How Do I Clean My Aquarium? Part 1: Cleaning the Gravel.
Cleaning the gravel or substrate of your fish tank is an important step in the regular maintenance of most aquariums. I say most aquariums, because I have a planted tank with a gravel bed I do not touch at all. As part of a self-sustaining experiment, this tank’s pea-gravel substrate bed remains undisturbed, allowing it to accumulate waste and nutrients for root growth, as well as cultures of anaerobic bacteria for nitrate reduction. I’ve also never done a water change on this tank, but that's all for a different post. Check out the Simple CO2 Setup posts for photos of the 38 planted self-sustaining tank.
Why Clean the Gravel?
Most aquarium setups require regular gravel cleaning. The gravel bed is where most waste accumulates if it is not taken up by the filter. If this waste is left to decompose, it will deposit nitrates and phosphates into the water column. This causes decreased fish health, stunted growth, susceptibility to disease and infections, and increased algae growth.
When to Vacuum the Gravel
Because the aquarium siphon is designed to pull water from the tank while vacuuming the gravel, you can accomplish both a water change and a gravel cleaning simultaneously. The trick is to regulate the flow of water from the siphon in such a way so you don’t pull too much water from the tank before you’re done vacuuming the gravel or vice versa.
How to Vacuum Aquarium Gravel
Regardless of whether you're vacuuming a gravel bed, sand bed, or a bare bottom tank, you’ll start the process the same way. First, you’ll need some supplies. Five gallon buckets are ideal for most aquarium jobs and work well for emptying tank water into. They are large enough to hold quite a bit of water, but small enough to be able to easily lift and transport. Alternatively, some hobbyists opt for a hose attached to their siphon with enough length to reach a bathtub or outside garden (freshwater only). Either way, the end of the hose, whether in a bucket or trailing outside, will have to rest below the aquarium so gravity can siphon the water effectively. Another option is to purchase a hose system that attaches to your sink. These setups use the negative pressure from the flowing sink to siphon the water from your tank, so the end of the hose doesn’t have to be below the tank, as it's not siphoned via gravity.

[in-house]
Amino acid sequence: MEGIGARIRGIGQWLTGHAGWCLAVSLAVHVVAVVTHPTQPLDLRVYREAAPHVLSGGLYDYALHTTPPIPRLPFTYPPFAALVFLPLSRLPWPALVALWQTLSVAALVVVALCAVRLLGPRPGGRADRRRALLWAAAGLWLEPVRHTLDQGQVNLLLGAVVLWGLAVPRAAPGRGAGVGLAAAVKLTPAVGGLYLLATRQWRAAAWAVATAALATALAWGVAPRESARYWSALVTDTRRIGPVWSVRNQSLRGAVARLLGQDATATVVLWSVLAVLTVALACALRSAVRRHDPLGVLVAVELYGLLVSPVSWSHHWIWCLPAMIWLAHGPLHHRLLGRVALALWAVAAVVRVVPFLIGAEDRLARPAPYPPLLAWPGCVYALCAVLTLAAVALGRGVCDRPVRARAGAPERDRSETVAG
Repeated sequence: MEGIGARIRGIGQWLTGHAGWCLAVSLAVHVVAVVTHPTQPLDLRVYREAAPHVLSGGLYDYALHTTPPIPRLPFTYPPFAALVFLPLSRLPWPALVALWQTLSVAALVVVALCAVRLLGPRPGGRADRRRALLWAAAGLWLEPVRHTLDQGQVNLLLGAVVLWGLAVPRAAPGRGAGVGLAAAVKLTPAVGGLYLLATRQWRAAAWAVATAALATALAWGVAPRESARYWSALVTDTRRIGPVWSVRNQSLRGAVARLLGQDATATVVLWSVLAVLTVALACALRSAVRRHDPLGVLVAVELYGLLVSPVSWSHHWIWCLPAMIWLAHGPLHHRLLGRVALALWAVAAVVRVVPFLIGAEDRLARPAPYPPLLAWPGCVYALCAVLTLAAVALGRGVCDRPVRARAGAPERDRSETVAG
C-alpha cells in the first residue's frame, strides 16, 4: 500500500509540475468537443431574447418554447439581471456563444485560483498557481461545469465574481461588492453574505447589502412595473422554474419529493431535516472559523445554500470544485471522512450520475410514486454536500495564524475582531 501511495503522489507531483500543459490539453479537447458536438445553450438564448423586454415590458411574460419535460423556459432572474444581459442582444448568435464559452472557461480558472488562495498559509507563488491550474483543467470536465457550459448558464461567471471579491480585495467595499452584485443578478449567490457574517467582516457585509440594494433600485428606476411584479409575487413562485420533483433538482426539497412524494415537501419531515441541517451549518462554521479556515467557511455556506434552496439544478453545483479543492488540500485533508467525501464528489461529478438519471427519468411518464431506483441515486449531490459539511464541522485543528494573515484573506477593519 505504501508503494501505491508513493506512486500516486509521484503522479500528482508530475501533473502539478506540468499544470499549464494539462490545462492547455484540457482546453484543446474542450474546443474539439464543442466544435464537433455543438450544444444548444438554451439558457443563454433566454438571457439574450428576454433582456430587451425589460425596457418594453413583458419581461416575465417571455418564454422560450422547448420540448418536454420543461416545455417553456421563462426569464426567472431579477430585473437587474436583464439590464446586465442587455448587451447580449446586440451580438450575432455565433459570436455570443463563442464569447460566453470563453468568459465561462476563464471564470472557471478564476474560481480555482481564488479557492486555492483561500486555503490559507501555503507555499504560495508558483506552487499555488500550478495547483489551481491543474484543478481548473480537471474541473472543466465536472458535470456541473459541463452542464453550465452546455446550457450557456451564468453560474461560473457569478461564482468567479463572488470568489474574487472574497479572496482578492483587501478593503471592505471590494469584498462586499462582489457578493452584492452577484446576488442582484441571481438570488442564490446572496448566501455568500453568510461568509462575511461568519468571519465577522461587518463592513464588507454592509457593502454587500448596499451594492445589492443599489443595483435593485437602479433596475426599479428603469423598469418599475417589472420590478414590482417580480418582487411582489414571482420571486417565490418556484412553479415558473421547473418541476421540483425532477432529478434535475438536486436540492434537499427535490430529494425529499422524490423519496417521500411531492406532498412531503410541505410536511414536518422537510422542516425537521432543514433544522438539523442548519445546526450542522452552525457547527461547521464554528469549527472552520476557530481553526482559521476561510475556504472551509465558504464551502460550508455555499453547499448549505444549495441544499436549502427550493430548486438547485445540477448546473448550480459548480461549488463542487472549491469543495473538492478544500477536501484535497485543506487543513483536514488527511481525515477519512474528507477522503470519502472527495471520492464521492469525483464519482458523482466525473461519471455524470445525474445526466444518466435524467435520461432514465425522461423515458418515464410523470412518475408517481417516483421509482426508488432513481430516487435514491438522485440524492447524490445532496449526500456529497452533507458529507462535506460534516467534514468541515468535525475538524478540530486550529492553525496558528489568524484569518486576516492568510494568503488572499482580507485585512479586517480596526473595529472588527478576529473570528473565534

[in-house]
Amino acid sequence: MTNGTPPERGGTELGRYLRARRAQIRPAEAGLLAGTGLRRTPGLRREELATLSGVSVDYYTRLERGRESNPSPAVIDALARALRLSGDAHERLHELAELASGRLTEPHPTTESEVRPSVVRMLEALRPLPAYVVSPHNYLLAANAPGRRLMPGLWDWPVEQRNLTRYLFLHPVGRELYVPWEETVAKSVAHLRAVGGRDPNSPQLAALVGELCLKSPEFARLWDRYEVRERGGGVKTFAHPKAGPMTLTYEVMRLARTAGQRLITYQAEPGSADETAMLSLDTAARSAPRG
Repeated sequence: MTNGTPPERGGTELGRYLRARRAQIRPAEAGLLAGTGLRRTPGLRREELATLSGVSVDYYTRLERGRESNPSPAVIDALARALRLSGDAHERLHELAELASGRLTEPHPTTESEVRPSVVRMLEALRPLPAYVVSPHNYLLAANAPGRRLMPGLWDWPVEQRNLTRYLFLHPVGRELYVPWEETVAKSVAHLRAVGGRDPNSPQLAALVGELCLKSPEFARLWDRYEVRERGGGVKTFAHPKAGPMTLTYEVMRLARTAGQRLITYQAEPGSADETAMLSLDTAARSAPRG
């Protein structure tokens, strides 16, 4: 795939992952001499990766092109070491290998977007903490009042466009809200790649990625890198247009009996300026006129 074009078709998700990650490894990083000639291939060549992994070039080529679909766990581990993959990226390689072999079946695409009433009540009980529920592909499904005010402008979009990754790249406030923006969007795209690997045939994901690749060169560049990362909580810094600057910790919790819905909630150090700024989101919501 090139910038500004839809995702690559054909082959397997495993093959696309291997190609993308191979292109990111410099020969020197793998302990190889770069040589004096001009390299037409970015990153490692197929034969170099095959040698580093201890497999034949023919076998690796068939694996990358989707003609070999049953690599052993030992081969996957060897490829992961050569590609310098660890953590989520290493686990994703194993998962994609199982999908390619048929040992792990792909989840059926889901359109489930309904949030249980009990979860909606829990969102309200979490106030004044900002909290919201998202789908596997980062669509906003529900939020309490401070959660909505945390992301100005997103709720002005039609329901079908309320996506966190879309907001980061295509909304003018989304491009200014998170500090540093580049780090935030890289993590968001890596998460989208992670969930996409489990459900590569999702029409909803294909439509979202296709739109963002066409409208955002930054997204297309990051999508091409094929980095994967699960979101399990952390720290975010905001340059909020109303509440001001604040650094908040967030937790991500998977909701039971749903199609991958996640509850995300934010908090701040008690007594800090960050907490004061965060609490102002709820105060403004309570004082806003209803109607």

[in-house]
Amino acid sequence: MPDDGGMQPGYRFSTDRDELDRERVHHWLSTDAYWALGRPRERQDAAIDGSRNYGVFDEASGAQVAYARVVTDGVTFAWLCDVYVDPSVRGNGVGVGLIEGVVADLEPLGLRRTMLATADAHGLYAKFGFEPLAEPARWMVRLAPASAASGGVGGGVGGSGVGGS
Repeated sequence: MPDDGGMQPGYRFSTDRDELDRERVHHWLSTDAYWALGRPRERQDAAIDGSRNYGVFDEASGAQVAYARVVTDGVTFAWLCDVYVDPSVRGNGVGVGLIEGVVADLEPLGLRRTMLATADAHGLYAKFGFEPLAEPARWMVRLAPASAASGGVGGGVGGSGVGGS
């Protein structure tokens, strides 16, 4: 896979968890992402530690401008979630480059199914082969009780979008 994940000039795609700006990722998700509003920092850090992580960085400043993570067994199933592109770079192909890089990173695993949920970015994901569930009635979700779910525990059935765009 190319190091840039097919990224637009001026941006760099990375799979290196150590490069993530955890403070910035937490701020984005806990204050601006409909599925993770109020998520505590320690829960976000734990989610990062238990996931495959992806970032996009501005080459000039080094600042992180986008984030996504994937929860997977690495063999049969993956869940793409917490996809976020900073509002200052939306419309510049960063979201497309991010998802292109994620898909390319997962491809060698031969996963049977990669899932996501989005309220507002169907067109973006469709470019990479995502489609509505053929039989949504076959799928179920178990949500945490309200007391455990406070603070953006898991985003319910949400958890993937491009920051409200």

Starting the Siphon
Once you choose what your water will empty into, you can now decide how to start the siphon. There are plenty of siphons available with self-starting hand pumps and even motorized pumps that will start the siphon for you. Alternatively, the age old method of pulling air from the end of the hose using negative pressure from your lungs while the siphon head is submerged underwater is always an option. I don’t recommend this method due to the potential for water in the mouth, and spillage as you quickly thrust the hose end back toward the empty bucket. This method also doesn’t work if your hose end is outside or at a drain in another room.
My favorite method for starting the siphon goes as follows. Stand in front of the tank with the hose end either in a bucket, bathtub, or outside. Hold the siphon head in one hand and grab the siphon hose in front of you with the other hand. With this hand, fold the siphon hose over itself and pinch it closed so no water or air can pass through. Then, holding the siphon head with the opening facing up, submerge it in the tank so it fills with water. Lift the siphon head from the tank so the water fills up the hose to the point where you are pinching it closed with your other hand. Next, return the open-end-up siphon head into the tank and re-submerge with the open end facing up and refill it again to the top. Then, slowly tip the siphon head over, while submerged, so the open end faces down. Finally, unpinch the hose and watch as the water moves down the hose and into the bucket. There shouldn’t be any air in the hose from the point you pinched it to the siphon head. Because there is no air in the siphon, as gravity pulls the water into the bucket it will continue to pull whatever fluid, in this case water, is at the opening of the siphon head. This “completes” the siphon and water will begin to flow from the tank, through the entire hose and into the bucket.